According to a disheartening study published recently in the Journal Science, bird populations in North America have suffered a net loss of three billion birds since 1970.
That is a simply staggering number.
To add to the bad news, radar networks reveal steep declines in biomass (passage of migrating birds) over the last 10 years.
If these numbers aren’t turned around, and soon, we’re looking at possible extinction level problems. The loss of this many birds is sure to have a negative impact on all related ecosystems. And oh by the way, that means US!
Nearly three-quarters of all grassland species have experienced decline. Habitat loss and pesticide use have decimated bird populations. Throw in climate change and you have a trifecta.
This new normal has led to drops in insect populations, which may sound like good news to those of us who hate mosquito bites, but the bigger problem is that nature has a plan, and we’re mucking it up.
If you’re close to my age, you may remember a television commercial where the actress said, “It’s not nice to fool Mother Nature.” It was a commercial for margarine, but it really can be applied to the world we’re living in right now.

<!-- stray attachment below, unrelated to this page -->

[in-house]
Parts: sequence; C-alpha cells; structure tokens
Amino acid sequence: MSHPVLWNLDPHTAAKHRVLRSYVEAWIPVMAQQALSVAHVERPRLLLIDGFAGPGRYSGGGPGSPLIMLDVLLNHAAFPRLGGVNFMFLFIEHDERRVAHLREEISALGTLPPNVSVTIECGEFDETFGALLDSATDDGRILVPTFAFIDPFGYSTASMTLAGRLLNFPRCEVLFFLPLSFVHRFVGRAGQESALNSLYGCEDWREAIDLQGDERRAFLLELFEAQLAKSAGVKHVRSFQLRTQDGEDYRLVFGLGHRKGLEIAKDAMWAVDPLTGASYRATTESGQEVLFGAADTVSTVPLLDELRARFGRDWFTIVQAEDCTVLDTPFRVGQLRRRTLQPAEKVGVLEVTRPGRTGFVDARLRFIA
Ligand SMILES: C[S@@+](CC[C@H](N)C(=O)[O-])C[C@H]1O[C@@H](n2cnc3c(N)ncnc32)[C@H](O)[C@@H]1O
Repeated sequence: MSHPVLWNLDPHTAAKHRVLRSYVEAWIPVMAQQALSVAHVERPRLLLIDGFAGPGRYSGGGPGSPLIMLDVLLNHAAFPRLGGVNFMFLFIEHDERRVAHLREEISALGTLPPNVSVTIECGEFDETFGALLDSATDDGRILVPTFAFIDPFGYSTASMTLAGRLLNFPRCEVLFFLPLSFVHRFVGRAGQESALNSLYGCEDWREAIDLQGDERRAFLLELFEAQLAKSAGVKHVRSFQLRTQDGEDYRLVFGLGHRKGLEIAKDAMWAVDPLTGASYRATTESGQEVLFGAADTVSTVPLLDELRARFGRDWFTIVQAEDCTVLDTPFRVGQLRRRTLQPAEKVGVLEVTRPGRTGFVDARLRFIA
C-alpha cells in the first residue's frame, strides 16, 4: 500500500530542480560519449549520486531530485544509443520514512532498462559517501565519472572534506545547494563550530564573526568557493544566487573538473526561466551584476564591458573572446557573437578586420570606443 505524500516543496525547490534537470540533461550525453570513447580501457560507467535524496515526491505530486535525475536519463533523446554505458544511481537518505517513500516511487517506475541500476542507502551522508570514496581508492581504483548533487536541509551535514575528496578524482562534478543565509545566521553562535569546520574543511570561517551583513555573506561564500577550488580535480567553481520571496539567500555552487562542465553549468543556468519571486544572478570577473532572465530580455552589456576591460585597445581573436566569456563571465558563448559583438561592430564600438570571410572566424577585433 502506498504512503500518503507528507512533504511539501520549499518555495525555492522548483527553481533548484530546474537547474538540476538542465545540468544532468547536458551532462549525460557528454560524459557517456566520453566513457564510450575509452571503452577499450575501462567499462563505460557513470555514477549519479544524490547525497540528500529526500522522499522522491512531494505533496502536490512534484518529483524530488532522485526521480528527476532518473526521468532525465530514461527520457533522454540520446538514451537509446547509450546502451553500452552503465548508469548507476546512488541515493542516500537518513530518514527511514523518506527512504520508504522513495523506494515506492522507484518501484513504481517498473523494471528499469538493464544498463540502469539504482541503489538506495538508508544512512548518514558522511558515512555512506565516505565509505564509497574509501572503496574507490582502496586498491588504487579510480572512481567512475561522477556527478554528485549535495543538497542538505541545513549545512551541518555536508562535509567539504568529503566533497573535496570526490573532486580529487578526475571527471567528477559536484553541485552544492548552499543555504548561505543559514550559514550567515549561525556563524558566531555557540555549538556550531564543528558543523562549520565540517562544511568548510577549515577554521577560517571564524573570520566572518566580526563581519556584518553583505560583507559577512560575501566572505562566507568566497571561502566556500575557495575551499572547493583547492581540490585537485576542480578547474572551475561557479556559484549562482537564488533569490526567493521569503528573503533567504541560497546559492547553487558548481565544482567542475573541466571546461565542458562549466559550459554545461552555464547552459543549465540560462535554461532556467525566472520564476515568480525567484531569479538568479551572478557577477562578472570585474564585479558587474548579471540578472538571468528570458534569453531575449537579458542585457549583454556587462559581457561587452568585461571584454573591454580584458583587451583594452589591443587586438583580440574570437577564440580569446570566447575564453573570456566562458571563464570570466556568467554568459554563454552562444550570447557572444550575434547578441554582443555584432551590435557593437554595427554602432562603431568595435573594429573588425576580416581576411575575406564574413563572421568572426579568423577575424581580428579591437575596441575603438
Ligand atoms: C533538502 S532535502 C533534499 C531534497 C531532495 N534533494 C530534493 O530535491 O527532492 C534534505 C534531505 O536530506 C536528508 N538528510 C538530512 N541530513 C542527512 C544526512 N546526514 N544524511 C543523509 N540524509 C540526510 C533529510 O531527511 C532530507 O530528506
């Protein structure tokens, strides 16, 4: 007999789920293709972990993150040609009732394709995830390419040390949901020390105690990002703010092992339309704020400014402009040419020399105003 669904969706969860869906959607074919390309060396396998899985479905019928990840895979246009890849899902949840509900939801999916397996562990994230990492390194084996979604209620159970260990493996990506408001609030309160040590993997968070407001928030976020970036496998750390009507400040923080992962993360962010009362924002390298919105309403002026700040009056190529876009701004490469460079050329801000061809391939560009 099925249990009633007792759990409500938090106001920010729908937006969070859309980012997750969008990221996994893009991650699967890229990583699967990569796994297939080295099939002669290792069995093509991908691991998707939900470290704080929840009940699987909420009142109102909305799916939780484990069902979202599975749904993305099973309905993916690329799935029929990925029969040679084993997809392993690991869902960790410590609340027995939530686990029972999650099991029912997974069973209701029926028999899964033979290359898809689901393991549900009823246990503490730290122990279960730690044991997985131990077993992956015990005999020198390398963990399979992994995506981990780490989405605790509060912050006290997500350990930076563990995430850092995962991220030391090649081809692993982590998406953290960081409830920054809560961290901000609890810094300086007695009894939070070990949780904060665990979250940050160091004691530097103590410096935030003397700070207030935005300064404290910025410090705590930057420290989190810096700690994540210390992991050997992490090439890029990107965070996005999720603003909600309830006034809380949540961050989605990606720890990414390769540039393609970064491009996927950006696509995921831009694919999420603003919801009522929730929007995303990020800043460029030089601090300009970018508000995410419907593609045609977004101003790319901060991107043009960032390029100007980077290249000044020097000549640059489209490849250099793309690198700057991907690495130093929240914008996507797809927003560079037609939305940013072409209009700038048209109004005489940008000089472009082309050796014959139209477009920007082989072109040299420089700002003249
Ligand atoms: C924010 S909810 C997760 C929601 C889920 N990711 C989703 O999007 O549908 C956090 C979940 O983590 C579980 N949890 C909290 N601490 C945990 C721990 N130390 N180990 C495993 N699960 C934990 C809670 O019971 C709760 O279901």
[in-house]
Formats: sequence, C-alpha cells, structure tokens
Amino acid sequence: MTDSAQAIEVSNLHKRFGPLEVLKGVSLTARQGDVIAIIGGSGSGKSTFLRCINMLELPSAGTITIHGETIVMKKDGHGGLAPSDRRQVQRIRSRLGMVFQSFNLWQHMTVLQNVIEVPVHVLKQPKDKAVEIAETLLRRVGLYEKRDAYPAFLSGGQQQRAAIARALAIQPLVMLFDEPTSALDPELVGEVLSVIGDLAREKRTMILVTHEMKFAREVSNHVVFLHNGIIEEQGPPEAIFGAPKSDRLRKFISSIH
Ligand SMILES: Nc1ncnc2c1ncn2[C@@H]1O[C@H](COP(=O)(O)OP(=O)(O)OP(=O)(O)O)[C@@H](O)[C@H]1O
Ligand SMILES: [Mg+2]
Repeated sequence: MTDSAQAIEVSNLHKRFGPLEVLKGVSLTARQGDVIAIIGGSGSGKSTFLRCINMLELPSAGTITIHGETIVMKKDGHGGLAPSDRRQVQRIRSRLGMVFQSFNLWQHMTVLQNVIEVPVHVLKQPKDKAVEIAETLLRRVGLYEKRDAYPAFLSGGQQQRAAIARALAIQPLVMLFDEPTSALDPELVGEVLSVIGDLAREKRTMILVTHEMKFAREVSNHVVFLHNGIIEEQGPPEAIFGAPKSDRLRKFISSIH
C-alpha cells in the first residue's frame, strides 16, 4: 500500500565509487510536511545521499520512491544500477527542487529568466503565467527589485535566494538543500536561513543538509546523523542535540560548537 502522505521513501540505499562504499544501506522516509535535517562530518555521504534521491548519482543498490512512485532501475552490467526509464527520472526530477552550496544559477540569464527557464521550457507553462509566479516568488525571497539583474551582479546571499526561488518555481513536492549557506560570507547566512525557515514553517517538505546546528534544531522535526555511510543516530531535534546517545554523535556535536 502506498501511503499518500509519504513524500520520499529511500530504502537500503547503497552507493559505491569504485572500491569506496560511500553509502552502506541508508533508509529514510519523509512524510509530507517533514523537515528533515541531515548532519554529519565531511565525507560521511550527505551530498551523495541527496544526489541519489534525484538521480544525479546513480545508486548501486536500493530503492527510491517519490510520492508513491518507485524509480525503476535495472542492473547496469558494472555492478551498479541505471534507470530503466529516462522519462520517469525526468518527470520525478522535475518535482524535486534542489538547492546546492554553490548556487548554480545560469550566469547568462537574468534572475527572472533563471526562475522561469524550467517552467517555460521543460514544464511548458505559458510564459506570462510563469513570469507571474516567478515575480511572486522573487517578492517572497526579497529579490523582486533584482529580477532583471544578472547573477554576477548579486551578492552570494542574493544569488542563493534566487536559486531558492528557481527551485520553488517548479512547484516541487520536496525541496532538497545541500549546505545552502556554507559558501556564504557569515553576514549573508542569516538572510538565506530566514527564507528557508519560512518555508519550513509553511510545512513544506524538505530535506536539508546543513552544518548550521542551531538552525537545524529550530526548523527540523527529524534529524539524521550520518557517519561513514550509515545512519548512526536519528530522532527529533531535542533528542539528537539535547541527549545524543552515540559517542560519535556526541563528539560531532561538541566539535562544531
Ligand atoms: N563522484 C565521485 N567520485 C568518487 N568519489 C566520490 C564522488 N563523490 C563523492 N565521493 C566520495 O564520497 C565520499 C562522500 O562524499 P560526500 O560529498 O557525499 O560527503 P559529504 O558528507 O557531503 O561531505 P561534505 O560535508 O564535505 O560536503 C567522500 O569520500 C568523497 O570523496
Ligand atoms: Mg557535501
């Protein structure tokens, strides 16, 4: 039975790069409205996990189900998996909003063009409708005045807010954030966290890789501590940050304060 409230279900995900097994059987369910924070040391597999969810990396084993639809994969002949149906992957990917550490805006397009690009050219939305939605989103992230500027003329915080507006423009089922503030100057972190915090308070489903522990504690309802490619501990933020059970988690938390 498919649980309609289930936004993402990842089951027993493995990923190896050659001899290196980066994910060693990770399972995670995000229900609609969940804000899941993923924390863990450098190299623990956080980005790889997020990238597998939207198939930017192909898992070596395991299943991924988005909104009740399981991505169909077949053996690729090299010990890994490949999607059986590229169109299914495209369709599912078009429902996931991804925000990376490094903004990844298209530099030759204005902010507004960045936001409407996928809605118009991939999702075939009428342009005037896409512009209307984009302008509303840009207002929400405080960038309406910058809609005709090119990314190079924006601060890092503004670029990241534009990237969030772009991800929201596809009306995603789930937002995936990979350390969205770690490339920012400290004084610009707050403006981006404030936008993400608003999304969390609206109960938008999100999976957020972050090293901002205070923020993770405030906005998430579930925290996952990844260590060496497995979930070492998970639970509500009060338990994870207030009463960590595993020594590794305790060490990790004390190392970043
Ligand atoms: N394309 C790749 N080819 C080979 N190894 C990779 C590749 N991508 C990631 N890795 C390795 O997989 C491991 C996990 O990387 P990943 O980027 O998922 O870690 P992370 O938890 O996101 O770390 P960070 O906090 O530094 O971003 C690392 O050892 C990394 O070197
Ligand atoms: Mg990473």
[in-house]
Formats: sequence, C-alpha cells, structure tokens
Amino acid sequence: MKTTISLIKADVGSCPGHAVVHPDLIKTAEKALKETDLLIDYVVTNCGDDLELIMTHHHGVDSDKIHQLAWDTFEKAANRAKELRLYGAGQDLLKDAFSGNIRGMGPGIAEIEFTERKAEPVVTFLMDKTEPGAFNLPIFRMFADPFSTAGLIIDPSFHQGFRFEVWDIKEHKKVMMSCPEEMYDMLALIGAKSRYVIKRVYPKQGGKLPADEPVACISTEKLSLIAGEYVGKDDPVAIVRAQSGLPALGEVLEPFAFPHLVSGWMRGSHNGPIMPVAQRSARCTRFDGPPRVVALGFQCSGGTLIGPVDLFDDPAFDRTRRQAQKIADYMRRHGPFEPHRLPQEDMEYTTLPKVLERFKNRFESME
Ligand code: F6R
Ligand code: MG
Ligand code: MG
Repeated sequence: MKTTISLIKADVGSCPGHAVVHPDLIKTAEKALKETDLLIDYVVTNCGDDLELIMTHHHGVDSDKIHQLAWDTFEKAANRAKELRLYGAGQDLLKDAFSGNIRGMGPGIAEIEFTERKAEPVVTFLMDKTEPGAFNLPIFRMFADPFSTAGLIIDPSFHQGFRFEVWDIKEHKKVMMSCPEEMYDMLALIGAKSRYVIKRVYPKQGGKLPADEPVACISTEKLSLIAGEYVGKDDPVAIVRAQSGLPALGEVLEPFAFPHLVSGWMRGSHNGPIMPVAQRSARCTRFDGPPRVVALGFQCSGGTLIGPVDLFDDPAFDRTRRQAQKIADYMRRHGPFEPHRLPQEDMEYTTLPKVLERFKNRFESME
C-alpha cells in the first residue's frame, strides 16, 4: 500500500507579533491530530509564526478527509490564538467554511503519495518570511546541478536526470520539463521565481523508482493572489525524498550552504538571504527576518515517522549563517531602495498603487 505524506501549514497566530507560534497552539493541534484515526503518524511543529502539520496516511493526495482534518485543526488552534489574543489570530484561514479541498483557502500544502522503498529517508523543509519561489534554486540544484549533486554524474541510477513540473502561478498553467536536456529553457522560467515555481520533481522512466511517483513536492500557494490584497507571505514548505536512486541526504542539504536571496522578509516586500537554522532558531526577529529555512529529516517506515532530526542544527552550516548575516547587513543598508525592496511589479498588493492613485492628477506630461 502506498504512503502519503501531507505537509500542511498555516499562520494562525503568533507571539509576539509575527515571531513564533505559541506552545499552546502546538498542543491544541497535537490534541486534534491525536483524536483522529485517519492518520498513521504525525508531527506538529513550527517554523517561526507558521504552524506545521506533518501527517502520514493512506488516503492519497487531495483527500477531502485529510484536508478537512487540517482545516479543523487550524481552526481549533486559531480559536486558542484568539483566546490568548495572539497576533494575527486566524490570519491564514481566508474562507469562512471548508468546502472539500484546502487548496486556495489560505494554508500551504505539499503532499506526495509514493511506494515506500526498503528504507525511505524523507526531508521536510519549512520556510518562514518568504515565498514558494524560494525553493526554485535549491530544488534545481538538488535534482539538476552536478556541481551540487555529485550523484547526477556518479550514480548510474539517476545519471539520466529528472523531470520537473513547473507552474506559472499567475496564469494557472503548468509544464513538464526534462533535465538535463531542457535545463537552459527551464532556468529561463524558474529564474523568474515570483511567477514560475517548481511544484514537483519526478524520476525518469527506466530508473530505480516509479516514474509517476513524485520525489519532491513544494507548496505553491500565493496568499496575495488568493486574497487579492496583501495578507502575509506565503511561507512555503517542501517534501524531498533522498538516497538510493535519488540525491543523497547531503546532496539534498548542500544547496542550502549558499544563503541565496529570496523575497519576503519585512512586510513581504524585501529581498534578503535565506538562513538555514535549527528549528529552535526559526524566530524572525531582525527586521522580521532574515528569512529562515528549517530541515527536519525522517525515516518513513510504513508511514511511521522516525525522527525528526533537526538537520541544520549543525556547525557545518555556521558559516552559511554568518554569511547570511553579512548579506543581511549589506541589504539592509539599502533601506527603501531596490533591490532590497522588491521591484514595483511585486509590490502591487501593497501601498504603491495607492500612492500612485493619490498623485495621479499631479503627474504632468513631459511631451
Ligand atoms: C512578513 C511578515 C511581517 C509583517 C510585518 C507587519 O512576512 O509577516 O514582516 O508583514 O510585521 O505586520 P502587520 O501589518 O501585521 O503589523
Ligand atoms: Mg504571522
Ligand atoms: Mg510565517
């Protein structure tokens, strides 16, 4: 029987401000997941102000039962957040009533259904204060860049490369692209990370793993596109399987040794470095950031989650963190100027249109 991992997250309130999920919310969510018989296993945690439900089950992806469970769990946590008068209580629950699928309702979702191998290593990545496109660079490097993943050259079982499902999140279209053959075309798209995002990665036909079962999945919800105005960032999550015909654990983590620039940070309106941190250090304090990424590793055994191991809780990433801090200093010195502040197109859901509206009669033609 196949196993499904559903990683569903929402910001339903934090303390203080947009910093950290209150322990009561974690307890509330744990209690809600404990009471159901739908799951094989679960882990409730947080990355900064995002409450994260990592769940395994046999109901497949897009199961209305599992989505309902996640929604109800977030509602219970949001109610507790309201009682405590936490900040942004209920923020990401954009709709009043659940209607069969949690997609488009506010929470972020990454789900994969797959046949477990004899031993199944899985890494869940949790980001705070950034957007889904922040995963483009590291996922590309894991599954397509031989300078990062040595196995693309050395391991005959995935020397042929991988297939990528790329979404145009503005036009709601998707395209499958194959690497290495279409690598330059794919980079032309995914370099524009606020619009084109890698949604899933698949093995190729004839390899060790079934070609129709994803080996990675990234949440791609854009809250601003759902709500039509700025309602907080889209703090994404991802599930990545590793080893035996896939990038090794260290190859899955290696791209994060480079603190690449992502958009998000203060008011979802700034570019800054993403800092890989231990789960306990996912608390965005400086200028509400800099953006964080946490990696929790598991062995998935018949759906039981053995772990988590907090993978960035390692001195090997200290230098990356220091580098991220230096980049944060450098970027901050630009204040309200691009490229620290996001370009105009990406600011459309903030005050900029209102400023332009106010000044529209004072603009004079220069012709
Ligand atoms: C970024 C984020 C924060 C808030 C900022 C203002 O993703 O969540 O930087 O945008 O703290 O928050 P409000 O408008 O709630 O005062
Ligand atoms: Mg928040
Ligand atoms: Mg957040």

The insects are an important food source for birds. No insects, no birds. No birds, no pollination, no pollination no crops, no crops no food, no food and – well you get the picture.
This kind of data should send an alarm to everyone who wants to live on this planet and see it thrive. It’s not too late to stop this sort of decline. We can control where we build human population centers so that the habitat loss to critical species is mitigated. We can come up with ways to kill pests that don’t also kill birds and even humans.
But we cannot do ANY of this if people decide not to pay attention. This is real, folks. And it’s NOT fake news. You cannot wish it away.
If you have children or grandchildren, think about what is going to happen to them when there are no more birds.
Scott Bourne is an Olympus Visionary, a professional bird/wildlife photographer, author and lecturer who specializes in birds. He is a pioneer in digital photography and was named one of the “30 most influential photographers on the Web” by Huffington Post. His photographic experience spans four decades and his bird/wildlife images have been published in more than 200 magazines and periodicals. He is also a Signed Master at Studio of Masters in China.
Scott has been a founder, co-founder, advisor or early stage investor in several technology companies such as NetRadio, Photofocus, and ViewBug.